For anyone interested in refining these ideas, we run a friendly, global group re: Sentientism here: https://www.facebook.com/groups/sentientism/ . All welcome whether or not the term fits personally. Philosophers, writers, activists, policy people + interested lay people (like me) from 43 countries so far.

comment by MaxCarpendale · 2019-05-21T11:33:44.205Z · score: 2 (2 votes) · EA · GW

Yeah, fair enough. I wish you good luck with your group and project :)

comment by Jamie_Harris · 2019-01-06T17:14:45.373Z · score: 1 (1 votes) · EA · GW
"For example, the difference between assigning a 5% probability and a 50% probability is epistemically vast but arguably practically insignificant. It merely affects the amount of expected value represented by invertebrates by one order of magnitude. There are very roughly 10^18 insects in the world, and this number is still multiple orders of magnitude higher than the number of vertebrate animals."

Given this point, and the implications of Jacy's comment, perhaps it would be preferable to conceptualise the impact of this research/career plan in this area as a form of advocacy, rather than as a form of enhancing our knowledge and affecting cause prioritisation?

In some ways, your rough career trajectory might look similar, but it might affect some decisions e.g. how to split your time between focusing on further research and focusing on giving talks to EA groups, academic settings etc.

comment by MaxCarpendale · 2019-01-27T10:39:39.039Z · score: 1 (1 votes) · EA · GW

I think you may be right that I should pivot more in that direction.

Research on degrees of sentience (including if that idea makes sense) and what degree of sentience different invertebrates have might still be relevant despite the argument that you're quoting.

comment by zdgroff · 2018-12-11T22:27:26.915Z · score: 1 (3 votes) · EA · GW
When I bring this up with EAs who are focused on AI safety, many of them suggest that we only need to get AI safety right and then the AI can solve the question of what consciousness is.

I find this somewhat frustrating. Obviously there's a range of views in the EA community on this issue, but I think the most plausible arguments for focusing on AI safety are that there is a low but non-negligible chance of a huge impact. If that's true, then "getting AI safety right" leaves a lot of things unaddressed, because in most scenarios "getting AI safety" right is only a small portion of the picture. In general I think we need to find ways to hold two thoughts at the same time, that AI safety is critical and that there's a very significant chance of other things mattering too.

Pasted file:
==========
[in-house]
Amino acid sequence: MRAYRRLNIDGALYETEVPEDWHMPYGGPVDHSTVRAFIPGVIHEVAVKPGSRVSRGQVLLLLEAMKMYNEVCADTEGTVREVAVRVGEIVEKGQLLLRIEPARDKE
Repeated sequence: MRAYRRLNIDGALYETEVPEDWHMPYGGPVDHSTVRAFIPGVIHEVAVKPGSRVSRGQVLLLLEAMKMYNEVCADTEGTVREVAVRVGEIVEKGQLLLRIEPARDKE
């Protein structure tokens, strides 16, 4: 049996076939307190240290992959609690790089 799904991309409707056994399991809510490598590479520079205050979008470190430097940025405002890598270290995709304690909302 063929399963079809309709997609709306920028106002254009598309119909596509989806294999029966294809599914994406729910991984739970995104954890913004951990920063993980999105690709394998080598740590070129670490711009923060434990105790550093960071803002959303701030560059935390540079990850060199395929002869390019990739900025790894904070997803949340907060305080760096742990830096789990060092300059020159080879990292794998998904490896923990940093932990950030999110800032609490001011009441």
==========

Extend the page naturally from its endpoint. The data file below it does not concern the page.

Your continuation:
comment by anonymous_ea · 2018-12-12T19:33:54.924Z · score: 1 (1 votes) · EA · GW
If that's true, then "getting AI safety right" leaves a lot of things unaddressed, because in most scenarios "getting AI safety" right is only a small portion of the picture.

I didn't understand this. Could you explain more?

comment by Milan_Griffes · 2018-12-08T20:24:14.644Z · score: 1 (1 votes) · EA · GW

I guess I'm confused about the relationship between digital sentience & invertebrate sentience.

Indeed, all research on sentience is helpful for doing research on any other kind of sentience.

Could you expand on this more?

Seems like you're saying something similar to "doing work on one philosophical question is helpful to all other philosophical questions", which I probably disagree with though haven't thought about closely.

Work on digital sentience probably has to think a lot about e.g. the Chinese room, whereas I imagine invertebrate sentience work as thinking more about the border between animals that seem clearly sentient and animals that we're unsure about.

comment by MaxCarpendale · 2018-12-08T22:39:32.097Z · score: 15 (8 votes) · EA · GW

I think it's somewhat stronger than "doing work on one philosophical question is relevant to all other philosophical questions."

I guess if you were particularly sceptical about the possibility of digital sentience then you might focus on things like the Chinese room thought experiment, and that wouldn't have that much overlap with invertebrate sentience research. I'm relatively confident that digital sentience is possible so I wasn't really thinking about that when I made the claim that there is substantial overlap in all sentience research.

Some ways in which I think there is overlap are that looking at different potential cases of sentience can give us insight into which features give the best evidence of sentience. For example, many people think that mirror self-recognition is somehow important to sentience, but reflecting on the fact that you can specifically design a robot to pass something like a mirror test can give you perspective as to what aspects if any other test are actually suggestive of sentience.

Getting a better idea of what sentience is and what theories of it are most plausible is also useful for assessing sentience in any entity. One way of getting a better idea of what it is is to research cases of it that we are more confident in such as humans and to a lesser extent other vertebrates.

comment by Denkenberger · 2018-12-11T07:34:38.298Z · score: 2 (1 votes) · EA · GW

Reflecting on the mirror test - nice pun!

comment by Milan_Griffes · 2018-12-09T18:30:39.484Z · score: 1 (1 votes) · EA · GW

I see – I was imagining more skepticism about the possibility of digital sentience.

This recent book review [LW · GW] about octopus consciousness on LessWrong might be helpful.

comment by MaxCarpendale · 2018-12-09T22:05:46.514Z · score: 2 (2 votes) · EA · GW

Thanks for the link! I'm a pretty big fan of that book.